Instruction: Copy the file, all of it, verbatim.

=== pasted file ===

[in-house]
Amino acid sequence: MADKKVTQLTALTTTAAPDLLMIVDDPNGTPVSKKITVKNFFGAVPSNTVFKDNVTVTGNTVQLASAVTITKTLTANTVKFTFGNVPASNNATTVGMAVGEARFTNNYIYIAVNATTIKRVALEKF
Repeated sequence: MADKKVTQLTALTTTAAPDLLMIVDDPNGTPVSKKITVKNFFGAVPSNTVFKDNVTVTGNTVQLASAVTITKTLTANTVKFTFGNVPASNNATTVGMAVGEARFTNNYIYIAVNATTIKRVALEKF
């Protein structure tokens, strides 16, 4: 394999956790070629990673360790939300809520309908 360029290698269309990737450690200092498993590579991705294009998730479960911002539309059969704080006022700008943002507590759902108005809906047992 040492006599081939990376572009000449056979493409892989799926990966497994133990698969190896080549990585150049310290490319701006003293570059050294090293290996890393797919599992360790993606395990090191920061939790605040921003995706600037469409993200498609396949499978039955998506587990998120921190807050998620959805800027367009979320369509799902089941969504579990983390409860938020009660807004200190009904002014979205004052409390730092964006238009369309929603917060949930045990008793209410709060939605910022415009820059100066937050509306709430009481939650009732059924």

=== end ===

[in-house]
Amino acid sequence: MADKKVTQLTALTTTAAPDLLMIVDDPNGTPVSKKITVKNFFGAVPSNTVFKDNVTVTGNTVQLASAVTITKTLTANTVKFTFGNVPASNNATTVGMAVGEARFTNNYIYIAVNATTIKRVALEKF
Repeated sequence: MADKKVTQLTALTTTAAPDLLMIVDDPNGTPVSKKITVKNFFGAVPSNTVFKDNVTVTGNTVQLASAVTITKTLTANTVKFTFGNVPASNNATTVGMAVGEARFTNNYIYIAVNATTIKRVALEKF
């Protein structure tokens, strides 16, 4: 394999956790070629990673360790939300809520309908 360029290698269309990737450690200092498993590579991705294009998730479960911002539309059969704080006022700008943002507590759902108005809906047992 040492006599081939990376572009000449056979493409892989799926990966497994133990698969190896080549990585150049310290490319701006003293570059050294090293290996890393797919599992360790993606395990090191920061939790605040921003995706600037469409993200498609396949499978039955998506587990998120921190807050998620959805800027367009979320369509799902089941969504579990983390409860938020009660807004200190009904002014979205004052409390730092964006238009369309929603917060949930045990008793209410709060939605910022415009820059100066937050509306709430009481939650009732059924």